A new study revealed that just thirty to forty minutes of exercise a day can offset a sedentary lifestyle’s adverse effects.
Sitting for a long time is not suitable, but how does one off-set the harmful effects of a sedentary lifestyle? A new study has suggested that to counter-balance a day of sitting, one would need at least thirty to forty minutes of physical activity.
Given how the world has been experiencing the coronavirus pandemic, many people have found themselves confined to our homes; the timing of this study comes at an opportune moment.
A Sedentary Lifestyle
A sedentary lifestyle is a significant problem worldwide, and the pandemic isn’t making things any better as more people are finding themselves in lockdown and possibly less active.
“Unlike other major global health risks, levels of insufficient physical activity are not falling worldwide, on average, and over a quarter of all adults are not reaching the recommended levels of physical activity for good health.”lead study author Dr. Regina Guthold said in a statement.
The Negative Impacts Of A Sedentary Lifestyle
A lack of exercise or physical activity increases one’s risk of heart disease, stroke, high blood pressure, cholesterol, and body weight.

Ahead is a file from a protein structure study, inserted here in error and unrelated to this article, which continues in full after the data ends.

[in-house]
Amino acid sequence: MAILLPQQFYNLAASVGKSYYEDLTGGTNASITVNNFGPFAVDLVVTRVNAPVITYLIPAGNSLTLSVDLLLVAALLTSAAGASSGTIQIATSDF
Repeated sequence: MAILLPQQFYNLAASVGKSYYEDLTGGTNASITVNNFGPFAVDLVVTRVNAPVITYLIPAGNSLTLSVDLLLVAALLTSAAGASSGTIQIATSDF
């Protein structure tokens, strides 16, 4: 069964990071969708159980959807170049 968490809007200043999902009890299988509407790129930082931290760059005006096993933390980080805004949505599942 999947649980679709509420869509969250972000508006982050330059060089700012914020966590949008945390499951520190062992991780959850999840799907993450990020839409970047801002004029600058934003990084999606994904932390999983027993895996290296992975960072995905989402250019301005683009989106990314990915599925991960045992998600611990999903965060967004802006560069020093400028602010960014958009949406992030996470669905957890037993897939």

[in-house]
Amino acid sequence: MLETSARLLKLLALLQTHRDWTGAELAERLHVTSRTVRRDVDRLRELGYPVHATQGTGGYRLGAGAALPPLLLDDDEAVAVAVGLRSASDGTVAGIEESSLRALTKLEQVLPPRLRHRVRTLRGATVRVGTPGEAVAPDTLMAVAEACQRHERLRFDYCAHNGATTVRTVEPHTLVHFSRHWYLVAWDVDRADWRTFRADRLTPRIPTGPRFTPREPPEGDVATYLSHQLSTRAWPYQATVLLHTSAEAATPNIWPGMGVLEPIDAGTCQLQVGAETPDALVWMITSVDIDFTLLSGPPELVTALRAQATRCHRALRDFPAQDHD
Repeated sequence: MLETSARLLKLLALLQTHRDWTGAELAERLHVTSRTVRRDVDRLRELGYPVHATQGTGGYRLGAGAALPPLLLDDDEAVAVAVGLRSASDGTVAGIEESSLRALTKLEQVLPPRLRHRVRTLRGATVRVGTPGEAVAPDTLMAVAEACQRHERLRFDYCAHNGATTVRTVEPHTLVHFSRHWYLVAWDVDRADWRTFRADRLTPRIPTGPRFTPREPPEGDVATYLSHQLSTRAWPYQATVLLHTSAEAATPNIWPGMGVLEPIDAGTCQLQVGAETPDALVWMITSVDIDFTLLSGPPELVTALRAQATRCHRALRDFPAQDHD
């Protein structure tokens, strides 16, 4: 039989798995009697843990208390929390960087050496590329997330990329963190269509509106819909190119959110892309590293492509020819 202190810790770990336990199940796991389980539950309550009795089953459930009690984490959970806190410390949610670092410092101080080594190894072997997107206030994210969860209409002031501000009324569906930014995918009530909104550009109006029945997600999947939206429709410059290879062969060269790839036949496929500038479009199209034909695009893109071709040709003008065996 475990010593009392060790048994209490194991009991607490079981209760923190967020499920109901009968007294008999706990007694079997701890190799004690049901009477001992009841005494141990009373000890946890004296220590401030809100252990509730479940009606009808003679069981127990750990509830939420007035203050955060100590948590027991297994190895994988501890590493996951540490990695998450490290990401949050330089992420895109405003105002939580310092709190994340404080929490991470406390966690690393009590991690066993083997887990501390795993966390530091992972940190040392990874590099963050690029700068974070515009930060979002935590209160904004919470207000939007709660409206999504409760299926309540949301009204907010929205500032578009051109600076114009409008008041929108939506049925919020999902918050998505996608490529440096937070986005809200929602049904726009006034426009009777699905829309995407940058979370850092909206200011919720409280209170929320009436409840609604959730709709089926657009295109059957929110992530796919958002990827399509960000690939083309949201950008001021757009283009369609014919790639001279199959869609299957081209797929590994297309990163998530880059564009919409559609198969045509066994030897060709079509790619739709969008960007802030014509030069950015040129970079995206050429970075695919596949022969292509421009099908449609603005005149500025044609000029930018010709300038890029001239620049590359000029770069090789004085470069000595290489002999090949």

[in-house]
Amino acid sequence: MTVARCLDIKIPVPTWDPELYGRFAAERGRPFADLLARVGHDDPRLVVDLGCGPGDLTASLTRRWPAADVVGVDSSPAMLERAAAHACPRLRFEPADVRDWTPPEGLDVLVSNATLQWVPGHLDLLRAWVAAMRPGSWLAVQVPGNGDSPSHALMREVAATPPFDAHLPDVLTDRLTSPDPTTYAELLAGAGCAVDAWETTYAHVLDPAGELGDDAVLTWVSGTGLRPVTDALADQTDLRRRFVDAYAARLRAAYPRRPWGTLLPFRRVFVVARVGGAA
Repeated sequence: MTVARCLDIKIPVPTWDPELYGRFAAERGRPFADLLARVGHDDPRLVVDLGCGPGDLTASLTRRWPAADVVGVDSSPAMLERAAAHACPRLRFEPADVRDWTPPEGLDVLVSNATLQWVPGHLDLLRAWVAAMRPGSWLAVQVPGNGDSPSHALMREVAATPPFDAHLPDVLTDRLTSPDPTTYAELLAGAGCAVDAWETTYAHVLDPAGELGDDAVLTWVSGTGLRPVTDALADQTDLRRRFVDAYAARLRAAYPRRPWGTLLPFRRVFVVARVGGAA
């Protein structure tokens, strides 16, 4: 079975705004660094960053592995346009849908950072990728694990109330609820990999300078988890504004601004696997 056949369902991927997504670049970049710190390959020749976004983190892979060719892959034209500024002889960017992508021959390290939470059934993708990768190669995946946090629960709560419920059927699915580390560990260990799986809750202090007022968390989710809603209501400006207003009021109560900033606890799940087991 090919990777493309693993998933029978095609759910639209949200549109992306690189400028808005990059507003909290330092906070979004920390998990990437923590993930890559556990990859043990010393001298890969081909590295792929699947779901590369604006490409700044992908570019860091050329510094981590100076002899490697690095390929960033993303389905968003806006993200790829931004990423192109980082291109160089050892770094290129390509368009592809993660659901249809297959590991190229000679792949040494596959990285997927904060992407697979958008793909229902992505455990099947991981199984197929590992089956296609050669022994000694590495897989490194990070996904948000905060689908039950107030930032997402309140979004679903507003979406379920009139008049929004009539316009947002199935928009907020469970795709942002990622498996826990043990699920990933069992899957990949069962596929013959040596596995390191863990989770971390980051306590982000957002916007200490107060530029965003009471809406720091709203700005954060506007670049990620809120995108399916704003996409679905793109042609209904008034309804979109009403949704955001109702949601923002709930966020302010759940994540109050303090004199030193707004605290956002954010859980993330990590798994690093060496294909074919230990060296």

The new research suggests that up to forty minutes of “moderate to vigorous-intensity physical activity” every day is about the recommended amount to counter-balance ten hours of sitting. The research also says — although even just standing up helps to some extent.
This means that putting in reasonably activities that may work up a sweat like cycling or brisk walking can lower your risk of an earlier death due to illness to what it would be if you weren’t sitting for hours.
Experts Aren’t Sure What Constitutes ‘Too Much Sitting’
“Although the new guidelines reflect the best available science, there are still some gaps in our knowledge.”Says Prof Emmanuel Stamatakis from the University of Sydney in Australia, who is co-editor of the BJSM but was not involved in the study.
We know for sure that extended periods of physical inactivity have long-term negative impacts. We should make our getting exercise more of a prority. Opt for the stairs, walk your dog, play with the kids, do your yoga, take a walk.
What You Can Do
Naturally, one’s age and body type will have a bearing on the exercises. Children and adolescents should be averaging around sixty minutes a day of moderate-to-vigorous intensity aerobic physical activity. Adults over sixty-five should perform physical activities that focus on balance and strength three or more days a week.
If the recommended thirty to forty minutes of exercise a day may sound intimidating, you can always start small. Also, finding something that you enjoy can make exercise less daunting.